Both movies are unique in their own representation of the cult zombie horror story. Written by George Romero, the original served up marauding undead and a bastion of social commentary. Yet, between Snyder and Romero, their visions differed. And this has divided audiences on the remake vs original debate.
Snyder stayed close to the original shopping mall setting for the 2004 remake, which brought a full action horror movie to the big screen. He kept the mall, the small groups of disparate survivors, and the ever pressing threat of the zombie virus running into the mall. And boy, were the zombies running, not shuffling around but sprinting at their food. During the mall scenes, the ominous feeling that something goes wrong quite soon, never fades.
Snyder has proven time and time again how he can turn a good script into an even better movie production. I doubt I would have liked Sucker Punch as much if a less than bombastic director was at the helm. And that fire in the direction was needed to bring new audiences to the Romero remake.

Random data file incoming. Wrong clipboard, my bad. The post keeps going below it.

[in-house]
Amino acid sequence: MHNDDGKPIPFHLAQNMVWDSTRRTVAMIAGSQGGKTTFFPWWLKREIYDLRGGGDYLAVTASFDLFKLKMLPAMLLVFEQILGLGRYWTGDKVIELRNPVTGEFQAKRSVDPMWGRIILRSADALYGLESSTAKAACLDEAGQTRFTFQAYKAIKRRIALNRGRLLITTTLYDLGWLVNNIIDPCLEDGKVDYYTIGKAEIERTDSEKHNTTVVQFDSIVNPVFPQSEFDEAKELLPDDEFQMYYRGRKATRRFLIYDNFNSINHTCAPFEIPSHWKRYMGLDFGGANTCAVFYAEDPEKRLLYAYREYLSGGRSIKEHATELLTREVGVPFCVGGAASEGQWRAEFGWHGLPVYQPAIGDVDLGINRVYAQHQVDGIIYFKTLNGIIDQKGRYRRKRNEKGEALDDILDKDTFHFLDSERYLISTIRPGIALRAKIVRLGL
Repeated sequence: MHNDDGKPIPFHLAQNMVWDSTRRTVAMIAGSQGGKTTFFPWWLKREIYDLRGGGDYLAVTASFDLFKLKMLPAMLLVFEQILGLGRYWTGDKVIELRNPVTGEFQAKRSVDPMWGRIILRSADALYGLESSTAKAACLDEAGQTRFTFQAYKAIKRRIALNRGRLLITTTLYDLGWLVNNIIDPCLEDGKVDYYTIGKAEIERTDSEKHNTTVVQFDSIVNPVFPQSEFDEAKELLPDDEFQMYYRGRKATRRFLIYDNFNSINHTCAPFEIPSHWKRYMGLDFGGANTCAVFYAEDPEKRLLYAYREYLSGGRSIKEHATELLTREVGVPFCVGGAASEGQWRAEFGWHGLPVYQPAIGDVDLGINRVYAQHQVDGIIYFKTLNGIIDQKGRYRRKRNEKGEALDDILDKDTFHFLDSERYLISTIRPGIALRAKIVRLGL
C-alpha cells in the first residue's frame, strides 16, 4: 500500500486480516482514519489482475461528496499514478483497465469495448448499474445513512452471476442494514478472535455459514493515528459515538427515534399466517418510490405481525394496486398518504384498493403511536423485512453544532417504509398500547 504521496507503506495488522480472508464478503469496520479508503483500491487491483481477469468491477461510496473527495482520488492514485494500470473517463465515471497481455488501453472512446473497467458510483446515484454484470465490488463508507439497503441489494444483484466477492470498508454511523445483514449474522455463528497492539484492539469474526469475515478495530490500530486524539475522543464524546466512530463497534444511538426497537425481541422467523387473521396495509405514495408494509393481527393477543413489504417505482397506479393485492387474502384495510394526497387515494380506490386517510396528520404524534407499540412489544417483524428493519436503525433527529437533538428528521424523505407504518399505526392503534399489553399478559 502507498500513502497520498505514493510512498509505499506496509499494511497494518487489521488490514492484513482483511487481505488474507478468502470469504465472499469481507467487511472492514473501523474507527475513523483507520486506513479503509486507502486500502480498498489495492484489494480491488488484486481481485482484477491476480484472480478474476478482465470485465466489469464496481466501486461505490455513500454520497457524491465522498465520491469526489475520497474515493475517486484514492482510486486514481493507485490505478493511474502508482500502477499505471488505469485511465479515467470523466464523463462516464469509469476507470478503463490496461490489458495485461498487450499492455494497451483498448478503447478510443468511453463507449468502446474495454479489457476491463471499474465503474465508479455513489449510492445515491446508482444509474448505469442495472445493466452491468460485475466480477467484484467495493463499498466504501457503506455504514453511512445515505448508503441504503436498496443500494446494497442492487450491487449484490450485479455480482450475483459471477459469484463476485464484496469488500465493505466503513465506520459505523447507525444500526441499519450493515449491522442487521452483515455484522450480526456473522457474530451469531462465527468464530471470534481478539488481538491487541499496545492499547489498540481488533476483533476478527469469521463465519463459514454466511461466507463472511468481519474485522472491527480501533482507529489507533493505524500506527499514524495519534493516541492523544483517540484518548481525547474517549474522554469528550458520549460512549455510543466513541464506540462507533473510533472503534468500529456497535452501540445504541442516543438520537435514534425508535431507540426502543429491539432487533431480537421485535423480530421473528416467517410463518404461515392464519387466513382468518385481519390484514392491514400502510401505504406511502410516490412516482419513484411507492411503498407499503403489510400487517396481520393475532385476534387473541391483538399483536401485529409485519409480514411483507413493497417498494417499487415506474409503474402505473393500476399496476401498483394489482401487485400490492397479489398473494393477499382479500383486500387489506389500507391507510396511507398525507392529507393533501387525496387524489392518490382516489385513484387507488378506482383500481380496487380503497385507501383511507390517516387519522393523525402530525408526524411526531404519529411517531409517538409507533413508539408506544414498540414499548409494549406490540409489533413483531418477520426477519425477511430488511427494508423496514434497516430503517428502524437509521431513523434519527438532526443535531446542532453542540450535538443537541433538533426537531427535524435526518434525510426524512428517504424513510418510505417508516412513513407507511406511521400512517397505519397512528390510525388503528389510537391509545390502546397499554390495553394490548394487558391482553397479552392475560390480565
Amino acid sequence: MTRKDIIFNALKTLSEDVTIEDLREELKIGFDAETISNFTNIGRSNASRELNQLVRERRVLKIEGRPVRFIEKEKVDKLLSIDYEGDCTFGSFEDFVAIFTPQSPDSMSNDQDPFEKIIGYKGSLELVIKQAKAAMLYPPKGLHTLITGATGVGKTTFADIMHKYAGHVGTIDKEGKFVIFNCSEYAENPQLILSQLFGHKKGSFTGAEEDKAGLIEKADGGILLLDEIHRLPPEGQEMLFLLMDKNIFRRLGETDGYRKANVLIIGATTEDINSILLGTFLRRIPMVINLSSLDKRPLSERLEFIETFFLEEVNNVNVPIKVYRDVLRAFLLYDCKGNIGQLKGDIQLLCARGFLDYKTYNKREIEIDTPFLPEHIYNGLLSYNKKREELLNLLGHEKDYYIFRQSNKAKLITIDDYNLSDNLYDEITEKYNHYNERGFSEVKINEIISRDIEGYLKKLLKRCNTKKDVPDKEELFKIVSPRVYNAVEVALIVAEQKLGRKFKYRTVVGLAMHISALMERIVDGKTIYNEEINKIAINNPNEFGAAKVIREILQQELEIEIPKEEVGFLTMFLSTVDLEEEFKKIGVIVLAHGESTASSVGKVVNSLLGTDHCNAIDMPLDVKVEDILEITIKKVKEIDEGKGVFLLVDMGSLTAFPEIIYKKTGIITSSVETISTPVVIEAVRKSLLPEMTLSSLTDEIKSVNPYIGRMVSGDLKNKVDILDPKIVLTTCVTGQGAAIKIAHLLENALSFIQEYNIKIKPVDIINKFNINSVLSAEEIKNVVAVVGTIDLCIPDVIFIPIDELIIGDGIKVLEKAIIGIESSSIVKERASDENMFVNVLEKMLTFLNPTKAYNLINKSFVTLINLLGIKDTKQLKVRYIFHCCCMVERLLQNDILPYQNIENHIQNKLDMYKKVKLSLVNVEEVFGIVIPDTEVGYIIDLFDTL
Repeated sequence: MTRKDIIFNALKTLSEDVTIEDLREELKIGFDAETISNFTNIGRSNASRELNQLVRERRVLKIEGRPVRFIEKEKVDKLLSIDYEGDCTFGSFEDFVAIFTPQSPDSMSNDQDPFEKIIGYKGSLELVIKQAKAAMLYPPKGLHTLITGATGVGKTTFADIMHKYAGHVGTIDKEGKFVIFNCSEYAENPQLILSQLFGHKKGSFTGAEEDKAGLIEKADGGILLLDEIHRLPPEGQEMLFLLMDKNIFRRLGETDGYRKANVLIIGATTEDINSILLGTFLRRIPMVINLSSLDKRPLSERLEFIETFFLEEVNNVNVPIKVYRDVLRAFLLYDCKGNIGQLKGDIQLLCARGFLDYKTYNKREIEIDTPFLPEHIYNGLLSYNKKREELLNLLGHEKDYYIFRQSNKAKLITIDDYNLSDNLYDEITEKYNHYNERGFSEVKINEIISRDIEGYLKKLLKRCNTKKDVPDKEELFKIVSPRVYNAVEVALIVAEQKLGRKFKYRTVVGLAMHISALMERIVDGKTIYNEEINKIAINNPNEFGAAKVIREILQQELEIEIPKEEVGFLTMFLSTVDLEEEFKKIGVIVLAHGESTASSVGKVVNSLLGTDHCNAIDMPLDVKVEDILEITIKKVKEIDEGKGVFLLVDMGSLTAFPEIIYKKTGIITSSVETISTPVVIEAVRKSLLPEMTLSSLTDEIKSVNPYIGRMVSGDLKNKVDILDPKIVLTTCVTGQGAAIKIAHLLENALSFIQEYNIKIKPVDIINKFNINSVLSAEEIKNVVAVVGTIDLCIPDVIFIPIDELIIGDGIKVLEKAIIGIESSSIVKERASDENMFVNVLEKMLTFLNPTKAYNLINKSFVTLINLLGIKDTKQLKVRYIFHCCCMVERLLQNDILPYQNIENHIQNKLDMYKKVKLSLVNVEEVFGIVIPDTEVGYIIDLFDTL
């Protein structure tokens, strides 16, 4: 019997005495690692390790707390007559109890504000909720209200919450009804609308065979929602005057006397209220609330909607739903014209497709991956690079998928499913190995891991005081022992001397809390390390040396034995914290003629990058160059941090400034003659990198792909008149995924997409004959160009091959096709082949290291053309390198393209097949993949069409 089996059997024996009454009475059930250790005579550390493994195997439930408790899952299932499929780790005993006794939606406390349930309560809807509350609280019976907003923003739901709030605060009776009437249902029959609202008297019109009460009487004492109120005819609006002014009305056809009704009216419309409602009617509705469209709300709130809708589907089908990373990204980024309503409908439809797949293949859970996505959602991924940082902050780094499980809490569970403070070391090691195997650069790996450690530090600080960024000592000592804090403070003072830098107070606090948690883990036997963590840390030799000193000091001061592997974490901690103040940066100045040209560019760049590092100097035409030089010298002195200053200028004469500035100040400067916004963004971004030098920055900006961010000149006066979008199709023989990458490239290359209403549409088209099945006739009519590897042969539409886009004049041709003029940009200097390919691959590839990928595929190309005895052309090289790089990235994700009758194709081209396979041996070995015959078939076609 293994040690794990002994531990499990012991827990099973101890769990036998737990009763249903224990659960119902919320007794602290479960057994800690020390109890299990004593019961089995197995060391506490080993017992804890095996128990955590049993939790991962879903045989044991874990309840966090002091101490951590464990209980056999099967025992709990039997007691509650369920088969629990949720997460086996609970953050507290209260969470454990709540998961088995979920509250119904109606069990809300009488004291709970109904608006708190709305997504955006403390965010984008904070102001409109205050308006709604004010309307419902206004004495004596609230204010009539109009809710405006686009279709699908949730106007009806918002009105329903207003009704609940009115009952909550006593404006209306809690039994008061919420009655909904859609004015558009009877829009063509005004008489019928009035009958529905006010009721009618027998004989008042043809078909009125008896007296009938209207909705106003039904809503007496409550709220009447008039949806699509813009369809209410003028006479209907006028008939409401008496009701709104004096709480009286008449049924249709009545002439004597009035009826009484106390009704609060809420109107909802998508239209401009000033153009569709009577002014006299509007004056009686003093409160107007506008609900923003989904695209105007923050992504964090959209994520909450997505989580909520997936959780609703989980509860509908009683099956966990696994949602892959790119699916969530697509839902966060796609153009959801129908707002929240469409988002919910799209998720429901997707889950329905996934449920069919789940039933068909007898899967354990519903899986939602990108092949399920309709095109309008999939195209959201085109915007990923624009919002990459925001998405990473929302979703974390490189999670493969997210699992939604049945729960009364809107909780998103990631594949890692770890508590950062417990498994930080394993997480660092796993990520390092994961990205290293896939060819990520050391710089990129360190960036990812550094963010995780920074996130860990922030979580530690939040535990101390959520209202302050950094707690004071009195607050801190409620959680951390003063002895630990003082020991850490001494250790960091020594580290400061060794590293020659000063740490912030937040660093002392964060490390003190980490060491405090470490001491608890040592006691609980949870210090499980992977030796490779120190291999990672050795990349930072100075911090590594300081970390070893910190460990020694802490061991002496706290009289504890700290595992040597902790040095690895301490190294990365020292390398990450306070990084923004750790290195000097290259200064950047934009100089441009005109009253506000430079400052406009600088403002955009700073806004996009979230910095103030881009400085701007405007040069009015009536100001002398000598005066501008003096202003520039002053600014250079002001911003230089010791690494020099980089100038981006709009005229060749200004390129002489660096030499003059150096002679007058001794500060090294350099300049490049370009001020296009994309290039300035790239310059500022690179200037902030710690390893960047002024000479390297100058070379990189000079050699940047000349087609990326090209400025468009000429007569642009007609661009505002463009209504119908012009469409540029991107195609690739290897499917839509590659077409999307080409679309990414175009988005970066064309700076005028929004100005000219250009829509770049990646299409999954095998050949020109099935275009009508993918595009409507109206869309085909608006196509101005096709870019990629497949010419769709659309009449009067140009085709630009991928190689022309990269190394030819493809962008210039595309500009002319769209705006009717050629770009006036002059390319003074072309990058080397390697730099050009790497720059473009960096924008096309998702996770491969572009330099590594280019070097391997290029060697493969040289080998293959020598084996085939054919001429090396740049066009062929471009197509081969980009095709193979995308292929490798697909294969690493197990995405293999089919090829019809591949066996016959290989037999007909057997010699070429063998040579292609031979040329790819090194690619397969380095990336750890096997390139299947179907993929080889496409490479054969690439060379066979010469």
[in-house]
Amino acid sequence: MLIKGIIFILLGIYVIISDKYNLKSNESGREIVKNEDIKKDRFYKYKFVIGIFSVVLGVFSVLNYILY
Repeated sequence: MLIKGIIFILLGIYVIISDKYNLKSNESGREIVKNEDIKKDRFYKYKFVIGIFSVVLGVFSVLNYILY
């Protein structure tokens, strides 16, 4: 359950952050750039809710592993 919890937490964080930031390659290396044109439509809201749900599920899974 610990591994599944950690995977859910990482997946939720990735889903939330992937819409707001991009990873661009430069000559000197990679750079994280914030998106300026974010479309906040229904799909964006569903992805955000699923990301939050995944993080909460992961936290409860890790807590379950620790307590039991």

A violent remake, fun, and at times – hits the heart hard.
The Snyder vision never fails to pay homage to its original roots unless you want to dissect the commentary which was Romero’s angle.
Sarah Polley, Ving Rhames and Jake Weber stand out as prominent characters throughout with surefire performances. Mix that with a handling of the narrative that seems to suit their styles so well and we witness how good casting really adds to an already winning script.
Writer James Gunn found himself attacked for not voicing the social satire of the original, but how necessary was that? Isn’t the remake a reimagining, Snyder’s and Gunn’s vision??
The cultural critical viewpoint is still there. It’s not as clear as in the original, but it’s there. The angle on human society is prevalent, as is the world of consumerism. It just isn’t thrown at us in the dialogue that much or symbolised enough in favour of a more rounded zombie horror. And I don’t see what is wrong with that.